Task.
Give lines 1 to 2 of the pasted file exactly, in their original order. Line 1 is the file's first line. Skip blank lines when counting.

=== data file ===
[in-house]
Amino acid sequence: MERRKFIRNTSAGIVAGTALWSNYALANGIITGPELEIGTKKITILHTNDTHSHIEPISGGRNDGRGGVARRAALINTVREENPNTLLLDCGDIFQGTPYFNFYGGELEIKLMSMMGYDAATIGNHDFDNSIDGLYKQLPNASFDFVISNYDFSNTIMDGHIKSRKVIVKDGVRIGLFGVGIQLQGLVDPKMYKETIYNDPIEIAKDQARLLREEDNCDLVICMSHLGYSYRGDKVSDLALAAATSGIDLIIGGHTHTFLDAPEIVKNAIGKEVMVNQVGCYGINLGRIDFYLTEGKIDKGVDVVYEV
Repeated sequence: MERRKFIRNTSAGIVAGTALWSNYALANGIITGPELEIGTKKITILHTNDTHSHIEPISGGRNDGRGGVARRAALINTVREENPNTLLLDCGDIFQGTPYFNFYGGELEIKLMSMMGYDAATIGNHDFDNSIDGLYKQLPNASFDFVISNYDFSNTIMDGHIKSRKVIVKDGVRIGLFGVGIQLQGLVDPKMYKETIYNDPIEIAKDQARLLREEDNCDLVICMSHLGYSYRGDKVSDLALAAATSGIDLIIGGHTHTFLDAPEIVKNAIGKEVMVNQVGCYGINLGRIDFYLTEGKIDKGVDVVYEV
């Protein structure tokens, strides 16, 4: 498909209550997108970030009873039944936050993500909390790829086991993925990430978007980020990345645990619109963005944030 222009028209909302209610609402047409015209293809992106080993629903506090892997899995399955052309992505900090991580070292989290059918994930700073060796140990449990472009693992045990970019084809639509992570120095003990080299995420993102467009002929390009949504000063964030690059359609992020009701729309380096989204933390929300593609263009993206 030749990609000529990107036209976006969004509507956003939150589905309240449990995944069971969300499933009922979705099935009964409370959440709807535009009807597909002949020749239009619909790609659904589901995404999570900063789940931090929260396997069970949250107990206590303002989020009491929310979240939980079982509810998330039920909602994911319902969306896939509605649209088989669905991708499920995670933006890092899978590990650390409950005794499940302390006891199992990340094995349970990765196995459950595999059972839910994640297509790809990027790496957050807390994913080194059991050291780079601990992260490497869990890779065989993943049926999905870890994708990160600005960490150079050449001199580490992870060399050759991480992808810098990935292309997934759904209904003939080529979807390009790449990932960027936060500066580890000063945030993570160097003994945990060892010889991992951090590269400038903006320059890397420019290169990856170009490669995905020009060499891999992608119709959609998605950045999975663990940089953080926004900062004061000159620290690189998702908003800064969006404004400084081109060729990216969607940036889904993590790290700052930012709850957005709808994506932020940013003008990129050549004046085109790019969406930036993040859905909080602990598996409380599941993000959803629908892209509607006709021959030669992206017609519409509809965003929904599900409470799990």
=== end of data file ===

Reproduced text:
[in-house]
Amino acid sequence: MERRKFIRNTSAGIVAGTALWSNYALANGIITGPELEIGTKKITILHTNDTHSHIEPISGGRNDGRGGVARRAALINTVREENPNTLLLDCGDIFQGTPYFNFYGGELEIKLMSMMGYDAATIGNHDFDNSIDGLYKQLPNASFDFVISNYDFSNTIMDGHIKSRKVIVKDGVRIGLFGVGIQLQGLVDPKMYKETIYNDPIEIAKDQARLLREEDNCDLVICMSHLGYSYRGDKVSDLALAAATSGIDLIIGGHTHTFLDAPEIVKNAIGKEVMVNQVGCYGINLGRIDFYLTEGKIDKGVDVVYEV